The reign of Louis XIV of France

ON Mazarin's death Louis at once assumed personal rule. Since the death of Henry the Great, France had been governed by ministers; now she was to be governed by the king-the power exercised by ministers was precisely circumscribed. Order and vigour were introduced on all sides; the finances were regulated by Colbert, discipline was restored in the army, the creation of a fleet was begun. In all foreign courts Louis asserted the dignity of France; it was very soon evident that there was no foreign power of whom he need stand in fear. New connections were established with Holland and Portugal. England under Charles II was of little account.

To a king on the watch for an opportunity an opportunity soon presents itself. Louis found his when Philip IV of Spain was succeeded by the feeble Charles II. He at once announced that Flanders reverted to his own wife, the new king's elder sister. He had already made his bargain with the Emperor Leopold, who had married the other infanta.

Louis' armies were overrunning Flanders in 1667, and Franche-Comte next year. Holland, a republic with John de Witt at its head, took alarm; and Sir William Temple succeeded in effecting the Triple Alliance between Holland, England and Sweden. Louis found it advisable to make peace, even at the price of surrendering Franche-Comte for the present.

Determined now, however, on the conquest of Holland, Louis had no difficulty in secretly detaching the voluptuary Charles II from the Dutch alliance. Holland itself was torn between the faction of the de Witts and the partisans of the young William of Orange. Overwhelming preparations were made for the utterly unwarrantable enterprise.

As the French armies poured into Holland, practically no resistance was offered. The government began to sue for peace. But the populace rose and massacred the de Witts; young William was made stadtholder. Ruyter defeated the combined French and English fleets at Sole Bay. William opened the dykes and laid the country under water, and negotiated secretly with the emperor and with Spain. Half Europe was being drawn into a league against Louis, who made the fatal mistake of following the advice of his war minister Louvois, instead of Conde and Turenne.

In every court in Europe Louis had his pensioners intriguing on his behalf. His newly created fleet was rapidly learning its work. On land he was served by the great engineer Vauban, by Turenne, Conde, and Conde's pupil, Luxembourg. He decided to direct his own next campaign against Franche-Comte. But during the year Turenne, who was conducting a separate campaign in Germany with extraordinary brilliancy, was killed; and after this year Conde took no further part in the war. Moreover, the Austrians were now in the field, under Montecuculi.

In 1676-8 town after town fell before Vauban, a master of siege work as of fortification; Louis, in many cases, being present in person. In other quarters, also, the French arms were successful. Especially noticeable were the maritime successes of Duquesne, who was proving himself a match for the Dutch commanders. Louis was practically fighting and beating half Europe single-handed, as he was now getting no effective help from England or his nominal ally, Sweden. Finally, in 1678, he was able practically to dictate his own terms to the allies. The peace had already been signed when William of Orange attacked Luxembourg before Mons; a victory, on the whole, for him, but entirely barren of results. With this peace of Nimeguen, Louis was at the height of his power.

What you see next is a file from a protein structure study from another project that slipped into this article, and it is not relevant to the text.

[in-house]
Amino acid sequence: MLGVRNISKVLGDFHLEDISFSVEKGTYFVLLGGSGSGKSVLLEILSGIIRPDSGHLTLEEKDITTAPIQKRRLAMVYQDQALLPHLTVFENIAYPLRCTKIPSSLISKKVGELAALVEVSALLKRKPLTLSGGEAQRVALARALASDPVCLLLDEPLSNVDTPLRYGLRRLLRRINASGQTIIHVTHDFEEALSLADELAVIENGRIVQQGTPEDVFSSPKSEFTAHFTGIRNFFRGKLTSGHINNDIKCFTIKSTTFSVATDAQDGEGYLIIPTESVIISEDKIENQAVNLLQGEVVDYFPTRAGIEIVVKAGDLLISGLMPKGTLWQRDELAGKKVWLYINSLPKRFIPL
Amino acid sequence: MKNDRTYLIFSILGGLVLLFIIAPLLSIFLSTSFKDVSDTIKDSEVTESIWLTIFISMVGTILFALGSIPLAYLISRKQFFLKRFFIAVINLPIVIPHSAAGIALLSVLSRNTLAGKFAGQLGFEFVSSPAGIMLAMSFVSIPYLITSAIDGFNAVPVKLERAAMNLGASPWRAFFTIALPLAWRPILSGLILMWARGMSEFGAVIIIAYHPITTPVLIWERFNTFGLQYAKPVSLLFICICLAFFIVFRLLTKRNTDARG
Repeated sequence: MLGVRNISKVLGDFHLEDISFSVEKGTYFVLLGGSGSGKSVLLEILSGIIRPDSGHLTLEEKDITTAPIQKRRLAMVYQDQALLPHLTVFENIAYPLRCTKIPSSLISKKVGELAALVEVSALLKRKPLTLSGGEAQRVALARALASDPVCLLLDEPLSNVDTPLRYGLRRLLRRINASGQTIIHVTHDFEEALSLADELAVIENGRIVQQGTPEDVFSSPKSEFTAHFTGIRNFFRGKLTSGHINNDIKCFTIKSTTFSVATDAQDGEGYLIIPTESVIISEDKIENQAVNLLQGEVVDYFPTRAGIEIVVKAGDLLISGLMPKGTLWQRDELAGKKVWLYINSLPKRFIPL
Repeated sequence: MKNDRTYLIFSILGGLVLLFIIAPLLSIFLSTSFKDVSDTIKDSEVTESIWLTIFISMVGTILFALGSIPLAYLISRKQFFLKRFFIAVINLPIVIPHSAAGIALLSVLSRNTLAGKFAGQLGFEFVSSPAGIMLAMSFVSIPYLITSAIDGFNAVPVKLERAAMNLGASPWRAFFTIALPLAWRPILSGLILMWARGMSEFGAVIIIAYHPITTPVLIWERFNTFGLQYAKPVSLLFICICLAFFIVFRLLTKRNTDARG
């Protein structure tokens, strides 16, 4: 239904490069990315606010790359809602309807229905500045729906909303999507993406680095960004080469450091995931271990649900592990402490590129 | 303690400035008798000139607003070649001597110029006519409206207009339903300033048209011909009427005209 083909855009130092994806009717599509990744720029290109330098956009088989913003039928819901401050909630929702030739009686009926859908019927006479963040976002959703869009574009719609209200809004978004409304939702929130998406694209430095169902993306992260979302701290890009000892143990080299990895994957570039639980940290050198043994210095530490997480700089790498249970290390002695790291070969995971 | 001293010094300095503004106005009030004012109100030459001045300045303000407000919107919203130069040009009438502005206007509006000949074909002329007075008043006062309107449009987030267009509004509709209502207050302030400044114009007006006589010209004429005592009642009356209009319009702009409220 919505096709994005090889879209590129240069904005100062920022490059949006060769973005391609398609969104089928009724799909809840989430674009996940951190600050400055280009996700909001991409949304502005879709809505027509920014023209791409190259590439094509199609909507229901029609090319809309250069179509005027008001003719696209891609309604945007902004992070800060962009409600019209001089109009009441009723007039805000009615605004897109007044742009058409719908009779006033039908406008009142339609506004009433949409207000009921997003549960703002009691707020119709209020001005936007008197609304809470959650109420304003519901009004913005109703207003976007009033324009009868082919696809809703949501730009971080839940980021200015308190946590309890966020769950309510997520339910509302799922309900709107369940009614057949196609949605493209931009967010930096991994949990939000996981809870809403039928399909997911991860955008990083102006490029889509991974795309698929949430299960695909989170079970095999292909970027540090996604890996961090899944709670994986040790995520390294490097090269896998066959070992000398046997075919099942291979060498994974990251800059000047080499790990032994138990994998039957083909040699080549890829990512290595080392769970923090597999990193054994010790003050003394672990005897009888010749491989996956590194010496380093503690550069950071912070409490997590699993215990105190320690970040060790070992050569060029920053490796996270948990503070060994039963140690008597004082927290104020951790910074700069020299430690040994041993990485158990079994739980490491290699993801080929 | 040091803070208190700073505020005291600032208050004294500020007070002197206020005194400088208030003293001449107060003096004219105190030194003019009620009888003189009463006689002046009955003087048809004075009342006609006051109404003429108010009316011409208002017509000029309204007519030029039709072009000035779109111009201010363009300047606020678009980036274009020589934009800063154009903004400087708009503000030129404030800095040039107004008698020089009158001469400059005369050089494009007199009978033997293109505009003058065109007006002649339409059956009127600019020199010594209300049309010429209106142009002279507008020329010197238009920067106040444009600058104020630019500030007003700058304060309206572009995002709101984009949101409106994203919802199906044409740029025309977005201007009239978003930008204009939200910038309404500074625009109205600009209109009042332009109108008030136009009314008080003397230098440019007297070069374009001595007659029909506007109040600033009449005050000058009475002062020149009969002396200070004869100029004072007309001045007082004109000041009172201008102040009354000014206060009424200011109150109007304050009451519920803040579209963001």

By assuming the right of interpreting for himself the terms of the treaty, he employed the years of peace in extending his possessions. No other power could now compare with France, but in 1688 Louis stood alone, without any supporter, save James II of England. And he intensified the general dread by the revocation of the Edict of Nantes and the expulsion of the French Huguenots.

The determination of James to make himself absolute, and to restore Romanism in England, caused leading Englishmen to enter on a conspiracy--kept secret with extraordinary success--with William of Orange. The luckless monarch was abandoned on every hand, and fled from his kingdom to France, an object of universal mockery. Yet Louis resolved to aid him. A French force accompanied him to Ireland and Tourville defeated the united fleets of England and Holland. At last France was mistress of the seas; but James met with a complete overthrow at the Boyne. The defeated James, in his flight, hanged men who had taken part against him. The victorious William proclaimed a general pardon. Of two such men, it is easy to see which was certain to win.

Louis had already engaged himself in a fresh European war before William's landing in England. He still maintained his support of James. But his newly acquired sea power was severely shaken at La Hogue. On land, however, Louis' arms prospered. Luxembourg in Flanders, and Catinat in Italy, won the foremost military reputations in Europe. On the other hand, William proved himself one of those generals who can extract more advantage from a defeat than his enemies from a victory, as Steinkirk and Neerwinden both exemplified. France, however, succeeded in maintaining a superiority over her foes, but the strain before long made a peace necessary. She could not dictate terms as at Nimeguen. Nevertheless, the treaty of Ryswick, concluded in 1697, secured her substantial benefits.